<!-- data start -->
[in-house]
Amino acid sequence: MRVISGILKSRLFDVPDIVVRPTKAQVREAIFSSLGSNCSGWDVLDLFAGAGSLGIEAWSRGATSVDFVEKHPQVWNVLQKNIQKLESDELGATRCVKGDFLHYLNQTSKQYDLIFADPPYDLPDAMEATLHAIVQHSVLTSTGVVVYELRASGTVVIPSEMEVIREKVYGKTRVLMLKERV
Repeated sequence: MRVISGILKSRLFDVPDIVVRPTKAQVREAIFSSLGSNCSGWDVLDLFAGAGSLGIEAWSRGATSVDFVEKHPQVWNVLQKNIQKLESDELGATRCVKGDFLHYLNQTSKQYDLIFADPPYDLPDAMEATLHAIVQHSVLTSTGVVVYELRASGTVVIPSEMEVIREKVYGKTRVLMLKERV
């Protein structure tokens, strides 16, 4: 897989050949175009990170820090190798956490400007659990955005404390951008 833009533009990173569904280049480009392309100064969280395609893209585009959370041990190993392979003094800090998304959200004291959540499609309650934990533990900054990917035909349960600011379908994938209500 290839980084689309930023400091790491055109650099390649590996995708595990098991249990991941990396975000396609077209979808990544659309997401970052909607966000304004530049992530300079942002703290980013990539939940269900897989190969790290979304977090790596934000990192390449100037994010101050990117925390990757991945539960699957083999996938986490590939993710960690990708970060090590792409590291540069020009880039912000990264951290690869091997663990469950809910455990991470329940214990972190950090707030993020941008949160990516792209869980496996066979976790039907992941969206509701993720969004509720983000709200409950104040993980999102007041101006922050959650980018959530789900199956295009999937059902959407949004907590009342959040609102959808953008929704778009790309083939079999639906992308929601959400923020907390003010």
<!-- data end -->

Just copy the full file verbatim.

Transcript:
[in-house]
Amino acid sequence: MRVISGILKSRLFDVPDIVVRPTKAQVREAIFSSLGSNCSGWDVLDLFAGAGSLGIEAWSRGATSVDFVEKHPQVWNVLQKNIQKLESDELGATRCVKGDFLHYLNQTSKQYDLIFADPPYDLPDAMEATLHAIVQHSVLTSTGVVVYELRASGTVVIPSEMEVIREKVYGKTRVLMLKERV
Repeated sequence: MRVISGILKSRLFDVPDIVVRPTKAQVREAIFSSLGSNCSGWDVLDLFAGAGSLGIEAWSRGATSVDFVEKHPQVWNVLQKNIQKLESDELGATRCVKGDFLHYLNQTSKQYDLIFADPPYDLPDAMEATLHAIVQHSVLTSTGVVVYELRASGTVVIPSEMEVIREKVYGKTRVLMLKERV
């Protein structure tokens, strides 16, 4: 897989050949175009990170820090190798956490400007659990955005404390951008 833009533009990173569904280049480009392309100064969280395609893209585009959370041990190993392979003094800090998304959200004291959540499609309650934990533990900054990917035909349960600011379908994938209500 290839980084689309930023400091790491055109650099390649590996995708595990098991249990991941990396975000396609077209979808990544659309997401970052909607966000304004530049992530300079942002703290980013990539939940269900897989190969790290979304977090790596934000990192390449100037994010101050990117925390990757991945539960699957083999996938986490590939993710960690990708970060090590792409590291540069020009880039912000990264951290690869091997663990469950809910455990991470329940214990972190950090707030993020941008949160990516792209869980496996066979976790039907992941969206509701993720969004509720983000709200409950104040993980999102007041101006922050959650980018959530789900199956295009999937059902959407949004907590009342959040609102959808953008929704778009790309083939079999639906992308929601959400923020907390003010």